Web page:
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Wednesday, August 31, 2011
St Estephe at Rivera-Back to the Future of Modern Southwestern Cuisine
Steve Garcia and John Sedlar circa 1981, photo from LA Times
1981 was a big year for food in Los Angeles. It was the first wave of new cooking in the City of Angels when a then 23-year-old John Sedlar created Modern-Southwestern cuisine, applying French-technique to his Southwestern roots. Spago hadn't even opened yet, and goat cheese was considered a luxury. It's amazing how far we've come as a city, and a whole community of food lover's race to the next new thing, far too young to even take it for granted.
It's very hard to fully understand the legacy of St. Estephe today. There isn't a restaurant standing that equals this level of expression in modern Southwestern. Even the Bobby Flay's and other current practitioners of this genre cook more casual. Speaking with owner/partner Bill Chait of Rivera,Playa, Picca, Sotto, and the upcoming Short Order, he was able to put St Estephe in perspective."John was part of a small group of chefs that were bringing the first progressive restaurants to Los Angeles.""It was an exciting time in the restaurant business and then the recession came,many restaurants closed, and we sort of lost momentum for some time." Simply, Sedlar was doing something in style and presentation that hadn't been done before. There were many firsts.
In 1981, St Estephe was as foreign to me and my family as any such fine dining experience. I was basking in the luxury of Van de Camp's pork 'n beans and TV dinners--we were a struggling single parent family of three; my mom, younger sister, and I. On the weekends with my father, it was the traditional cooking of my grandmother from Aguascalientes, Mexico.
I recall one fine-dining experience in Los Angeles around 1978.My grandmother on my mom's side and I caught a TWA flight from Sacramento to LA to see the Dodgers, visit relatives, and have a lobster dinner. I remember the wine list having chablis and blush(rosé), and lobster was the most expensive item on the menu--"get the best thing on the menu", said my grandmother. Lobster it would be. This would be the first and last fancy restaurant until I was an adult.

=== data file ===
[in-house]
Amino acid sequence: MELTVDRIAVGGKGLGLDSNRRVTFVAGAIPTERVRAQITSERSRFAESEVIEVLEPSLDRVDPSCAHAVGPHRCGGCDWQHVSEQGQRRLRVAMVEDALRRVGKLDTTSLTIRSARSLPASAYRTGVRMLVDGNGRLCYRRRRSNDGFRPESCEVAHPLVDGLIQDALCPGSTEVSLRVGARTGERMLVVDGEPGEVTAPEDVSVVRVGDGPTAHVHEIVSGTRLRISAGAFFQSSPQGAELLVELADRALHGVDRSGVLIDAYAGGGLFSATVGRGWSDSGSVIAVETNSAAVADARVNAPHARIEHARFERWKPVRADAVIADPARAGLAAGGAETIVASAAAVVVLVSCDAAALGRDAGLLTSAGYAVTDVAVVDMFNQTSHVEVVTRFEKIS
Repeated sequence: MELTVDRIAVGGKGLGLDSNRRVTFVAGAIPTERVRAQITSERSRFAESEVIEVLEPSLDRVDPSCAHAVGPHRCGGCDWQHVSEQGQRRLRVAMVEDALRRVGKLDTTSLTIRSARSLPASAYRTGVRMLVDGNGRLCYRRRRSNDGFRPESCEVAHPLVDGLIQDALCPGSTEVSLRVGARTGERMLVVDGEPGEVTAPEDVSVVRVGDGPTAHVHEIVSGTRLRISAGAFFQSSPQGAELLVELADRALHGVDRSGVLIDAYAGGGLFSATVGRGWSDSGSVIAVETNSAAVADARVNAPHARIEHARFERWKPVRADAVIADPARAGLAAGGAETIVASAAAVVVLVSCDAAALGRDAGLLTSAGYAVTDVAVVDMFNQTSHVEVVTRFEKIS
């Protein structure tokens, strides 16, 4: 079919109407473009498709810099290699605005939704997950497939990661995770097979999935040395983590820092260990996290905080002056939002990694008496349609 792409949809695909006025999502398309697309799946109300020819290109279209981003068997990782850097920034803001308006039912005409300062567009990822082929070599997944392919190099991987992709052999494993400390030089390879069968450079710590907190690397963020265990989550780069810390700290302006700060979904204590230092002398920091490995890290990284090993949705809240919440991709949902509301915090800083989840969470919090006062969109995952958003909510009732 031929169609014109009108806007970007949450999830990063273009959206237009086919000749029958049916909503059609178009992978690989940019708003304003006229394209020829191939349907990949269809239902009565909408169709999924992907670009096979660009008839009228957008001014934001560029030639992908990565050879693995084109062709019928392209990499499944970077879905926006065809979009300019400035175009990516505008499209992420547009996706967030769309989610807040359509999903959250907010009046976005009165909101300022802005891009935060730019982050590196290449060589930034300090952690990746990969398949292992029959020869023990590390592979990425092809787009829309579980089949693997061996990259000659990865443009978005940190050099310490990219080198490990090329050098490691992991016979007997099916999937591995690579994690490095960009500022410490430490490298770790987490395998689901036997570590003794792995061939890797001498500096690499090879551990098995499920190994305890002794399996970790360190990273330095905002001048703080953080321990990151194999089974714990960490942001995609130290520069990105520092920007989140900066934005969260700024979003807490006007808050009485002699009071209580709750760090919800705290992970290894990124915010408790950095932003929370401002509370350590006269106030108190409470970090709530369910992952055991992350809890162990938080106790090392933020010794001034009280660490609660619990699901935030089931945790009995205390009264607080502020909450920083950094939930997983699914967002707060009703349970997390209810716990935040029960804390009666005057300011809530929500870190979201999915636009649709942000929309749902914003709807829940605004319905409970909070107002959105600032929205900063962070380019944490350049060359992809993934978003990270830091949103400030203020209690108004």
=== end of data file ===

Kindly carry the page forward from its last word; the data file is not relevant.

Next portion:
I loved 1981. I was rolling in Kennnington terry cloth shirts and OP pants from Miller's Outpost, wore out cassettes of AC/DC, Journey,Van Halen and Led Zeppelin on my Walkman, and lived for the cheap thrills of slow dancing at my junior high school socials. It was a memorable time for me. I had moved on from my first girlfriend and first make-out session(Wendy Herrera,we're still friends), made the leap from flute to the saxophone, and had just seen the original Van Halen on tour in support of their third album--meanwhile, John Sedlar was making history.
Modern Southwestern came out of Chef Sedlar's experience cooking in New Mexico as a young man--this is his heritage. Sedlar is our elder statesman here in Los Angeles. We live in a time where chefs are popular on television, and have become pop culture icons--none though can claim to have created an original style:twice.